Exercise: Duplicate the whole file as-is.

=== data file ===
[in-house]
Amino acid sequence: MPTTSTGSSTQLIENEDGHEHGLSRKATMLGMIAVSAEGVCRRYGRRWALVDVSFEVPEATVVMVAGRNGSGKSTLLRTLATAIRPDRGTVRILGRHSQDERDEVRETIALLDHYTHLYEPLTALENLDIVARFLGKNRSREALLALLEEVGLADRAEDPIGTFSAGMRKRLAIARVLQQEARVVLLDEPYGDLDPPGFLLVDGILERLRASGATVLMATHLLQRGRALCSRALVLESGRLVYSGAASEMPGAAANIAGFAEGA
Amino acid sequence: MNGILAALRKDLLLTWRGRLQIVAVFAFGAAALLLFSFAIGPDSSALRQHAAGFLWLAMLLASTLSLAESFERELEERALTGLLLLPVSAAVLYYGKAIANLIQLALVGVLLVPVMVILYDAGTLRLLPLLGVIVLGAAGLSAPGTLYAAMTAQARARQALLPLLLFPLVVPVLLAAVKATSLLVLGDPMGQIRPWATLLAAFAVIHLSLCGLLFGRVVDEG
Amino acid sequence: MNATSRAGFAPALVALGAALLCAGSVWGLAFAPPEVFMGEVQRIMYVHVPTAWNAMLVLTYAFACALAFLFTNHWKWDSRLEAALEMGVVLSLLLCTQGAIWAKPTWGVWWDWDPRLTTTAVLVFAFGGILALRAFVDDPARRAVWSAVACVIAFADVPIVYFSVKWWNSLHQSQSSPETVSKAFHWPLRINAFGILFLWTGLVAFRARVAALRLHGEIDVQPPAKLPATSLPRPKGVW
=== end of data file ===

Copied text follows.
[in-house]
Amino acid sequence: MPTTSTGSSTQLIENEDGHEHGLSRKATMLGMIAVSAEGVCRRYGRRWALVDVSFEVPEATVVMVAGRNGSGKSTLLRTLATAIRPDRGTVRILGRHSQDERDEVRETIALLDHYTHLYEPLTALENLDIVARFLGKNRSREALLALLEEVGLADRAEDPIGTFSAGMRKRLAIARVLQQEARVVLLDEPYGDLDPPGFLLVDGILERLRASGATVLMATHLLQRGRALCSRALVLESGRLVYSGAASEMPGAAANIAGFAEGA
Amino acid sequence: MNGILAALRKDLLLTWRGRLQIVAVFAFGAAALLLFSFAIGPDSSALRQHAAGFLWLAMLLASTLSLAESFERELEERALTGLLLLPVSAAVLYYGKAIANLIQLALVGVLLVPVMVILYDAGTLRLLPLLGVIVLGAAGLSAPGTLYAAMTAQARARQALLPLLLFPLVVPVLLAAVKATSLLVLGDPMGQIRPWATLLAAFAVIHLSLCGLLFGRVVDEG
Amino acid sequence: MNATSRAGFAPALVALGAALLCAGSVWGLAFAPPEVFMGEVQRIMYVHVPTAWNAMLVLTYAFACALAFLFTNHWKWDSRLEAALEMGVVLSLLLCTQGAIWAKPTWGVWWDWDPRLTTTAVLVFAFGGILALRAFVDDPARRAVWSAVACVIAFADVPIVYFSVKWWNSLHQSQSSPETVSKAFHWPLRINAFGILFLWTGLVAFRARVAALRLHGEIDVQPPAKLPATSLPRPKGVW